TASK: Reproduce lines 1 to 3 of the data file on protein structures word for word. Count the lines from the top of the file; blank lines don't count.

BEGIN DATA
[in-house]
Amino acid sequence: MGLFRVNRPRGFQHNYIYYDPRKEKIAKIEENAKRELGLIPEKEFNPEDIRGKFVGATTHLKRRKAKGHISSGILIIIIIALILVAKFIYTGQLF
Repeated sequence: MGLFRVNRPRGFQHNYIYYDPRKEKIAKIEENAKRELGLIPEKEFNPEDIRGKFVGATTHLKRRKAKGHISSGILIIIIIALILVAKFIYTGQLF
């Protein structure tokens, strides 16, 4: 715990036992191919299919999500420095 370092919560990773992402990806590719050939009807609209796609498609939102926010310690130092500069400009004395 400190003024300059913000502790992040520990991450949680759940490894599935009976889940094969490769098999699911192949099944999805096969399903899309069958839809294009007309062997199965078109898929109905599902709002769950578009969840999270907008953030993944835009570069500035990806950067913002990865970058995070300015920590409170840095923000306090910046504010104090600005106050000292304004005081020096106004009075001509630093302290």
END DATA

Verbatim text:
[in-house]
Amino acid sequence: MGLFRVNRPRGFQHNYIYYDPRKEKIAKIEENAKRELGLIPEKEFNPEDIRGKFVGATTHLKRRKAKGHISSGILIIIIIALILVAKFIYTGQLF
Repeated sequence: MGLFRVNRPRGFQHNYIYYDPRKEKIAKIEENAKRELGLIPEKEFNPEDIRGKFVGATTHLKRRKAKGHISSGILIIIIIALILVAKFIYTGQLF